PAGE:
Language and (Social) Thought

Issue: Are thoughts and thought processes influenced, constrained, or determined by the language one uses?

Note: Implications for modularity; if language is a separate module that developed relatively late (e.g., Chomsky, Pinker), then language should have relatively little effect on thought

Whorf-Sapir Hypothesis

Whorf - amateur anthropologist and linguist (Native American languages). Contended that our experience and representation of the world is a function of our language:

"We cut nature up, organize it into concepts, and ascribe significance as we do, largely because we are parties to an agreement to organize it in this way - an agreement that holds throughout our speech community and is codified in the patterns of our language" (1956)

Example: Hopi have no imaginary plurals (e.g., 10 days); time not objectified as in English

200 words for snow? (Some shoddy research)

Linguistic determinism (language determines thought) or linguistic relativity (language and thought are related)

Early Tests

Carrol & Casagrande (1958): matching task; Navajo-dominant (language emphasizes structure) more likely to categorize based on form than English dominant. But English speakers from Boston most likely to categorize based on form (cited by both supporters and detractors)

Color perception and memory

Within-language effect: color codability (judgment consensus) affects memory (Brown & Lennnenberg, 1954)


Rosch (1973); Dani have 2 color words but shown enhanced memory for primary colors (color spectrum impacts memory independent of language).

Berlin & Kay (1969): underlying, universal, logic to assignment of color names (black,white, red). Cross-linguistic agreement on prototypical examples of color categories.


Primary colors are more distinctive and hence memorable (Lucy & Sheweder, 1979)

Kay & Kempton (1984) Categorical perception by English speakers (lexical items for green and blue) but not Tarahumara speakers (no blue - green lexical items)(Linguistic relativity)

1 2 3 4|5 6 7 8

Overall: Conflicting results; color perception/memory may not be good candidate because of physiological basis of color perception


Language differences in number lexicalization; English vs. Chinese differences and relationship to children's number learning

Counterfactual reasoning (Bloom; 1981)

English: lexical devices for expressing counterfactual statements;

e.g., past tense and subjunctive:

"If it hadn't rained we would have played ball."

Bloom argues no parallel constructions in Chinese (translate: "It rained

yesterday so we did not play ball")

Example 1:

English and Chinese speaking students read:

"If Brier could have read Chinese, he would have discovered the relevance of Chinese philosophy for his own work"...............

____ He led Western philosophy one step closer to Chinese philosophy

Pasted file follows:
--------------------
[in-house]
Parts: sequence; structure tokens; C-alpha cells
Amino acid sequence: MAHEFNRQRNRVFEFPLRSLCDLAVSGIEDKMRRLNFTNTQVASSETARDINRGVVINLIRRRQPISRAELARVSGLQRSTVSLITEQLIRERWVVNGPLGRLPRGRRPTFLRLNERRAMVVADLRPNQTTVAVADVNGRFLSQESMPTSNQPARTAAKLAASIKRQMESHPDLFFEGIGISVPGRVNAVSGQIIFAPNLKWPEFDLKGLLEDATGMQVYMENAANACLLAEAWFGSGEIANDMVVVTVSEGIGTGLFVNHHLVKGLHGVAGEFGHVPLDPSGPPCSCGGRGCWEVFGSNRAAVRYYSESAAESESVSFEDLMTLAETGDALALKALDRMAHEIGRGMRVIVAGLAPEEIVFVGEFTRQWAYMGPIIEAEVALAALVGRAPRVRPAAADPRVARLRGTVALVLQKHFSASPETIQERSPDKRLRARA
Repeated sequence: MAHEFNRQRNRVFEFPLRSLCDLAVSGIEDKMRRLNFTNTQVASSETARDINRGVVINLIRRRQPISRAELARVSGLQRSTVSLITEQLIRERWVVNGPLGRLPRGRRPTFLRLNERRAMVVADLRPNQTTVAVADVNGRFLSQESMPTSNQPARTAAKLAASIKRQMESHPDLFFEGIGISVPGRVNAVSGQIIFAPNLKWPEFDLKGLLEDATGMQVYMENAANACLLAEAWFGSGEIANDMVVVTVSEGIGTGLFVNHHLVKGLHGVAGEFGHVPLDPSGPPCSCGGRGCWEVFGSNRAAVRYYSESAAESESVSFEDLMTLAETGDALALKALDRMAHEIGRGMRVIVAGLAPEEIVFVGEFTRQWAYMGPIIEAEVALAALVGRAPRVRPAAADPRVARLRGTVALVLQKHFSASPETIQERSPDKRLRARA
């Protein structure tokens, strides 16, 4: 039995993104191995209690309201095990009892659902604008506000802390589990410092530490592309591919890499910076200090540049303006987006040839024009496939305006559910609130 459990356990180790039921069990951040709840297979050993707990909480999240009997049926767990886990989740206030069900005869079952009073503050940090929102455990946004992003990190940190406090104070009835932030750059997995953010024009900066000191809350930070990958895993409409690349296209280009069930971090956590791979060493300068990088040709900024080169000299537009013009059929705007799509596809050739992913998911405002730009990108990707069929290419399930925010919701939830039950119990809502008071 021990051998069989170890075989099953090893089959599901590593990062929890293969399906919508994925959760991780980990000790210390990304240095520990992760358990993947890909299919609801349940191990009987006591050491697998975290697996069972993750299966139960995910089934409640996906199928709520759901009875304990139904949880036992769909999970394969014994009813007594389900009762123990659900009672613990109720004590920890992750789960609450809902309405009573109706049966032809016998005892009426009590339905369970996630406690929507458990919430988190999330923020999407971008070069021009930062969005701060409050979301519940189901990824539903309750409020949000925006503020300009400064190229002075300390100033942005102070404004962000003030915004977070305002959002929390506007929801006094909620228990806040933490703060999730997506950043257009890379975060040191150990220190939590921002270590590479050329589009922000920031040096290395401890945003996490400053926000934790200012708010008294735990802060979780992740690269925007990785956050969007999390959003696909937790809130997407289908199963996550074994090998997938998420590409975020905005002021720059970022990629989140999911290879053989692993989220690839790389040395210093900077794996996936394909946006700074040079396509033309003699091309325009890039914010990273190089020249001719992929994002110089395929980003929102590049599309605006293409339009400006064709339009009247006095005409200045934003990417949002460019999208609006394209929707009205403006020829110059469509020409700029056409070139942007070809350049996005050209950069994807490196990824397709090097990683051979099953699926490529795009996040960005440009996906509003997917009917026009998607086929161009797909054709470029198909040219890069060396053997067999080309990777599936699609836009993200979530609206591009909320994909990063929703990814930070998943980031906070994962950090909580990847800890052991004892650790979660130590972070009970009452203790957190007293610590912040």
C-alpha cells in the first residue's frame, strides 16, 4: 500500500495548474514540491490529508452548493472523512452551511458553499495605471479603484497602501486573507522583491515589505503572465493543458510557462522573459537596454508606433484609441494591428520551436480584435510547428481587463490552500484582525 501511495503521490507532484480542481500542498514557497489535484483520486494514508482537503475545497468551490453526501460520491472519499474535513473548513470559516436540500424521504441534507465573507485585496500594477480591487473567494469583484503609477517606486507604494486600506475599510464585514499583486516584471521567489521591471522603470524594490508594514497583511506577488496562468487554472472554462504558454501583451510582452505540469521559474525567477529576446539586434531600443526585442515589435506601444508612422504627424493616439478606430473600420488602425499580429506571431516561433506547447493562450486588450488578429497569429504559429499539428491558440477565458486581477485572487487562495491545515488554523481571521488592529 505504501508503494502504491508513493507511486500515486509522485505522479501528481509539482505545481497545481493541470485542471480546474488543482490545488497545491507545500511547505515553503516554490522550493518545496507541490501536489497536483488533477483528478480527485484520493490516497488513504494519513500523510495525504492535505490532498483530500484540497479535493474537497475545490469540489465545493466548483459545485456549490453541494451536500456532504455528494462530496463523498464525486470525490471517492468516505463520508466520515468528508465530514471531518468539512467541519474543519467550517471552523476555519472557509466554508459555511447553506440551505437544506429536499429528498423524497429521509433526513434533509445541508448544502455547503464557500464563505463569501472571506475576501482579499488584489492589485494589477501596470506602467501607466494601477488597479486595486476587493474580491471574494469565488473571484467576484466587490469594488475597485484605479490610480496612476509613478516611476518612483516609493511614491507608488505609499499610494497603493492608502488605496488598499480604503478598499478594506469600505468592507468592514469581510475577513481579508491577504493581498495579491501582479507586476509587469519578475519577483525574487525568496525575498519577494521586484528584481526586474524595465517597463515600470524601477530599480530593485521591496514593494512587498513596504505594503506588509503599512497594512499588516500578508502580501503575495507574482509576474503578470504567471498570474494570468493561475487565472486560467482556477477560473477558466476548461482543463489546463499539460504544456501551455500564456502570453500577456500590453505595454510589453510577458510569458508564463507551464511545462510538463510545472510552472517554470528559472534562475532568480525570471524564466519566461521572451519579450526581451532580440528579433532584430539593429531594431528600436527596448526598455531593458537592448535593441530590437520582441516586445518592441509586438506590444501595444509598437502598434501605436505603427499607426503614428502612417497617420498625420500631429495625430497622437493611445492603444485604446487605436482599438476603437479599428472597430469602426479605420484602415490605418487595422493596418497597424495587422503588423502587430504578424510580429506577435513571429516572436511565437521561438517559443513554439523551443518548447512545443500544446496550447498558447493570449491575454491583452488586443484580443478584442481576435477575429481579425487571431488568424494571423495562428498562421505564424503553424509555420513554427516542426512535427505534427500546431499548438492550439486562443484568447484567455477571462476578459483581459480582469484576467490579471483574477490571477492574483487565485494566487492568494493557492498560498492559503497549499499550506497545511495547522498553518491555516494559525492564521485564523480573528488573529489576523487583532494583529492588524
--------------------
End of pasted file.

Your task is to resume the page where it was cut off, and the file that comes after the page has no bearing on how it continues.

____ None are appropriate (correct response; N. Americans 96- 98%; Chinese: 6-63%)

Example 2:

If all circles were large, and this small triangle was a circle, would it be large?

____Yes (85% N. Americans; 25% Taiwanese)

____ No

Bloom criticized by Au (83) and others for using less idiomatic Chinese expressions; However, Au's work used English-Chinese bilinguals

Counterfactual reasoning possible in Chinese (e.g., regret, hope, etc. are basic) but possibly more difficult, relative to other languages

Person Perception - differences as function of available lexical items (good candidate for linguistic effects due to ambiguity of person perception)

Hoffman et al (1986): Chinese-English bilinguals read Chinese/English descriptions consistent with one-word label in Chinese (shi gu) or English (artistic).

Ss impressions and memory were schema congruent (e.g., false recognition) if read in language with descriptor

Fundamental Attribution Error - No research, but effect is:

culture specific (Miller, 1984), and

possibly related to available lexicon (more descriptors in English)

Language Use

Examine effects of language use (rather than language as an abstract system) on cognitions.

Major comparison is effects of using vs. not using language (rather than cross-linguistic comparison) on cognitive processes

Carmichael et al - memory task: reconstruction of ambiguous stimuli affected by label (glass or dumbbell). But: language effect (encoding) or retrieval effect (label recalled and used to reconstruct)

Verbal overshadowing (Schooler); Ss who verbalized descriptions of stimuli (e.g., color chips, faces) had poorer memory for stimuli (verbal representation interferes with visual representation)

Note: describing can enhance verbal memory (Bahrick)

Loftus (1977) and memory:

- 'blue' car affected memory

- affects memory trace or retrieval bias?

Schematic effects - e.g., Bransford, Cohen, Schank & Abelson, etc. .

These schematic effects represent chunks of knowledge (re. librarians, eating in a restaurant, washing clothes, etc.)activated by lexical items (may be pushing it here)

Story-telling - Narrative representation; The stories we tell (vs. Not verbalizing) influences later memory and representation of information.

E.g., McGregor & Holmes (99): Ss pretend to be lawyers and tell story from one side or the other; story told affect later memory

Reason giving (You think too much effect) - Wilson; Ss who were asked to analyze reasons (language use) for decisions (jams, college courses) made relatively less optimal decisions